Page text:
Humans primarily interact with the world through our vision and spoken language. A huge proportion of the human brain is devoted to processing visual data. The visual area of the dolphin cortex is only around 1/10 the size of ours, whereas their auditory cortex is far more developed than ours. Much of Dolphin spatial understanding and the majority of communication is done through sonar- a ‘sense’ we do not even possess. 
When it comes to communication and the way we perceive the world, we have much more in common with birds. Birds use vision to move around, and identify attractive potential mates, followed by the use of highly complex chirps and songs. Look how successful that has been for Justin Bieber.
Dolphins and and other cetaceans communicate through clicks, hums and songs, many of which are outside the range we can hear. There is good evidence they can use echolocation to perceive things qualitatively different to what is possible for us, including whether a female is pregnant, whether a friend has eaten, or even emotional states.  They wouldn’t have to worry about congratulating an overweight friend on her pregnancy.
2. Different Environment.
We understand very little of the deep ocean where many cetaceans spend most of their time. I have always been amazed by the statistic that 95% of the ocean remains unexplored by humans.  It is difficult to judge the intelligence of a species outside of their natural environment. A jungle where parrots and apes might be found is often not the most friendly environment for us, but we can understand it for the most part. Some large whales are believed to be able to communicate across hundreds of kilometres in the deep oceans  . This is a world we only have small glimpses of.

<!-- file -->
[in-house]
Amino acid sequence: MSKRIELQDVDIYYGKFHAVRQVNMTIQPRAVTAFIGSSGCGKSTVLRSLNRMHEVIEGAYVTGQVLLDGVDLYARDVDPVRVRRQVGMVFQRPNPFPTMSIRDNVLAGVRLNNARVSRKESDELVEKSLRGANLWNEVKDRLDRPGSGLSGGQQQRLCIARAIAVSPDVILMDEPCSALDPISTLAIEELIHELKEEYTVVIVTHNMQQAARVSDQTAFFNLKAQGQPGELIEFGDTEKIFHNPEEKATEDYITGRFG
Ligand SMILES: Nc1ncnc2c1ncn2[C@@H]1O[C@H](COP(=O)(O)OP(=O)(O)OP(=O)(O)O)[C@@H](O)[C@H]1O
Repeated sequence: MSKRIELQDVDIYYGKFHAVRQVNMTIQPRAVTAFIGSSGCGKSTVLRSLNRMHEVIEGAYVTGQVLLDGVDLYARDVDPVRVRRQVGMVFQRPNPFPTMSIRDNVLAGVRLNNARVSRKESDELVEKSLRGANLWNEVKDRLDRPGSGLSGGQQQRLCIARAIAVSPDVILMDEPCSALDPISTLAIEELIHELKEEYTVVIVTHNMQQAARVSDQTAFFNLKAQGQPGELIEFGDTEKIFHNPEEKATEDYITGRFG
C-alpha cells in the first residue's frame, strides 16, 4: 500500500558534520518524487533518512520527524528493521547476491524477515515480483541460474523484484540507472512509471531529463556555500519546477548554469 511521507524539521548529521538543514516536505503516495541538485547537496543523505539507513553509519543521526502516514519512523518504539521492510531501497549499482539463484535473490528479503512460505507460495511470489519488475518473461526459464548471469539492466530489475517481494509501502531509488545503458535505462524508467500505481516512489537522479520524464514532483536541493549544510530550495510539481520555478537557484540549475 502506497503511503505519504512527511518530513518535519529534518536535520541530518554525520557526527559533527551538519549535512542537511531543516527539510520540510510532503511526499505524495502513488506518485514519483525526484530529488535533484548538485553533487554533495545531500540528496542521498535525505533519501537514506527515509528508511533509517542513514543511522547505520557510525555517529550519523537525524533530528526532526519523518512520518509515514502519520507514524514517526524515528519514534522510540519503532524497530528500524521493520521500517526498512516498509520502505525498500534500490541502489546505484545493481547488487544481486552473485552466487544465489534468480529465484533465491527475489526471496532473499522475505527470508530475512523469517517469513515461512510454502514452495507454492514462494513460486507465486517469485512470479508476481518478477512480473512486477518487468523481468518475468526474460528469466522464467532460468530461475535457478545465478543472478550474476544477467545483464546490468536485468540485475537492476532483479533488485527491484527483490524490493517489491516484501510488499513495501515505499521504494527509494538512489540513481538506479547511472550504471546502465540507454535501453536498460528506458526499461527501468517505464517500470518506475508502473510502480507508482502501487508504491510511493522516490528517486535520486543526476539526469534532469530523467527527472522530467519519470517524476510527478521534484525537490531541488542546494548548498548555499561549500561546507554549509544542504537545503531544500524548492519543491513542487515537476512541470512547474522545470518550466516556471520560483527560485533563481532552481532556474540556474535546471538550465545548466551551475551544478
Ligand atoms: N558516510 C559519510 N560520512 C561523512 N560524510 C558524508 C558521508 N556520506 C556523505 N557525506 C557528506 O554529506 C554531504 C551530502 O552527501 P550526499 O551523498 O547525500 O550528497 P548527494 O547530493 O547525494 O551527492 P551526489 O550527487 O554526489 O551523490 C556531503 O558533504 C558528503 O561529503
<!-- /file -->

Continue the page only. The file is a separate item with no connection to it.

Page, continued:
3. No hands and Few Facial Muscles
One of the ways that humans were initially thought to be unique was in our ability to use tools. However it later turned out that some apes and corvids share this ability.  Placing a high value on tool use as a behavioral indicator of intelligence can be seen as an example of anthropomorphic bias, as tool use is clearly easier with hands. With more study however, it was discovered that dolphins do in fact use tools: dolphins have been observed carrying sponges on their snouts to protect them from cuts while digging for spiky shellfish. 
Dolphins and birds also lack the facial muscles necessary to show expressions that we understand. You would understand a chimpanzee screaming at you and showing its fangs, but an angry dolphin thrashing around in the water and furiously clicking at you might just seem excited. To the dolphin, those clicks might be clearly indicating that you owe him a fish. Your smile is likely to be completely meaningless to him/her.